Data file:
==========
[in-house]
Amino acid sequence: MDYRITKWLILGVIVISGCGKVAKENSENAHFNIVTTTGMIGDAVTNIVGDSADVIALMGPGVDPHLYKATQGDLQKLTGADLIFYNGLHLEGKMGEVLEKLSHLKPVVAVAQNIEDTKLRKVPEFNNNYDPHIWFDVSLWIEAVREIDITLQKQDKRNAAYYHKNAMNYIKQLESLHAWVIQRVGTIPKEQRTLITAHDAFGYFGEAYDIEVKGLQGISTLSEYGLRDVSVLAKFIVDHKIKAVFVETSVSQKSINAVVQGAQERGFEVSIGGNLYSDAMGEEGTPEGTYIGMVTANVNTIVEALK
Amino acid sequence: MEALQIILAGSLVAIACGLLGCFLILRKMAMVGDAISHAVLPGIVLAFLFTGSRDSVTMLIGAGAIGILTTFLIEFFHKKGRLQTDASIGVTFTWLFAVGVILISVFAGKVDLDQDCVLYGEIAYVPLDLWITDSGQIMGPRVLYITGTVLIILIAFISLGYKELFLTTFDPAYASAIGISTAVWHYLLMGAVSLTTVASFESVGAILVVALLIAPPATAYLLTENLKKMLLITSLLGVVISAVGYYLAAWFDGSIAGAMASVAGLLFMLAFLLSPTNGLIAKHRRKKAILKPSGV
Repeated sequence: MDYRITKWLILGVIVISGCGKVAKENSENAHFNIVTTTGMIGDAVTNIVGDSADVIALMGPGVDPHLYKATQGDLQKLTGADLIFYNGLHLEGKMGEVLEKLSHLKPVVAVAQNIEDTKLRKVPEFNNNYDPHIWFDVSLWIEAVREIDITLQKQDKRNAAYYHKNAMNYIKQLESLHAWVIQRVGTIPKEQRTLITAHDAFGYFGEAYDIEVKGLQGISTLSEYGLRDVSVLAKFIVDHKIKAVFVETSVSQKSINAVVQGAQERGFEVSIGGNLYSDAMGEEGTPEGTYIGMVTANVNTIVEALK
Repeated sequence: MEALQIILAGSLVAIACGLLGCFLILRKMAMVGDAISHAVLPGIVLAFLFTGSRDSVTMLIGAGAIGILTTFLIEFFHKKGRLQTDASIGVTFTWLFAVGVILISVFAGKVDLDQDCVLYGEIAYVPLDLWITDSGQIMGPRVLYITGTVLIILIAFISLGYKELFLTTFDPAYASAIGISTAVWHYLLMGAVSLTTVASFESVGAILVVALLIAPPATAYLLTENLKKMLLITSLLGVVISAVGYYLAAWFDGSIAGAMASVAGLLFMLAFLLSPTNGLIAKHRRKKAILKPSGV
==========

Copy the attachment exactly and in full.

[in-house]
Amino acid sequence: MDYRITKWLILGVIVISGCGKVAKENSENAHFNIVTTTGMIGDAVTNIVGDSADVIALMGPGVDPHLYKATQGDLQKLTGADLIFYNGLHLEGKMGEVLEKLSHLKPVVAVAQNIEDTKLRKVPEFNNNYDPHIWFDVSLWIEAVREIDITLQKQDKRNAAYYHKNAMNYIKQLESLHAWVIQRVGTIPKEQRTLITAHDAFGYFGEAYDIEVKGLQGISTLSEYGLRDVSVLAKFIVDHKIKAVFVETSVSQKSINAVVQGAQERGFEVSIGGNLYSDAMGEEGTPEGTYIGMVTANVNTIVEALK
Amino acid sequence: MEALQIILAGSLVAIACGLLGCFLILRKMAMVGDAISHAVLPGIVLAFLFTGSRDSVTMLIGAGAIGILTTFLIEFFHKKGRLQTDASIGVTFTWLFAVGVILISVFAGKVDLDQDCVLYGEIAYVPLDLWITDSGQIMGPRVLYITGTVLIILIAFISLGYKELFLTTFDPAYASAIGISTAVWHYLLMGAVSLTTVASFESVGAILVVALLIAPPATAYLLTENLKKMLLITSLLGVVISAVGYYLAAWFDGSIAGAMASVAGLLFMLAFLLSPTNGLIAKHRRKKAILKPSGV
Repeated sequence: MDYRITKWLILGVIVISGCGKVAKENSENAHFNIVTTTGMIGDAVTNIVGDSADVIALMGPGVDPHLYKATQGDLQKLTGADLIFYNGLHLEGKMGEVLEKLSHLKPVVAVAQNIEDTKLRKVPEFNNNYDPHIWFDVSLWIEAVREIDITLQKQDKRNAAYYHKNAMNYIKQLESLHAWVIQRVGTIPKEQRTLITAHDAFGYFGEAYDIEVKGLQGISTLSEYGLRDVSVLAKFIVDHKIKAVFVETSVSQKSINAVVQGAQERGFEVSIGGNLYSDAMGEEGTPEGTYIGMVTANVNTIVEALK
Repeated sequence: MEALQIILAGSLVAIACGLLGCFLILRKMAMVGDAISHAVLPGIVLAFLFTGSRDSVTMLIGAGAIGILTTFLIEFFHKKGRLQTDASIGVTFTWLFAVGVILISVFAGKVDLDQDCVLYGEIAYVPLDLWITDSGQIMGPRVLYITGTVLIILIAFISLGYKELFLTTFDPAYASAIGISTAVWHYLLMGAVSLTTVASFESVGAILVVALLIAPPATAYLLTENLKKMLLITSLLGVVISAVGYYLAAWFDGSIAGAMASVAGLLFMLAFLLSPTNGLIAKHRRKKAILKPSGV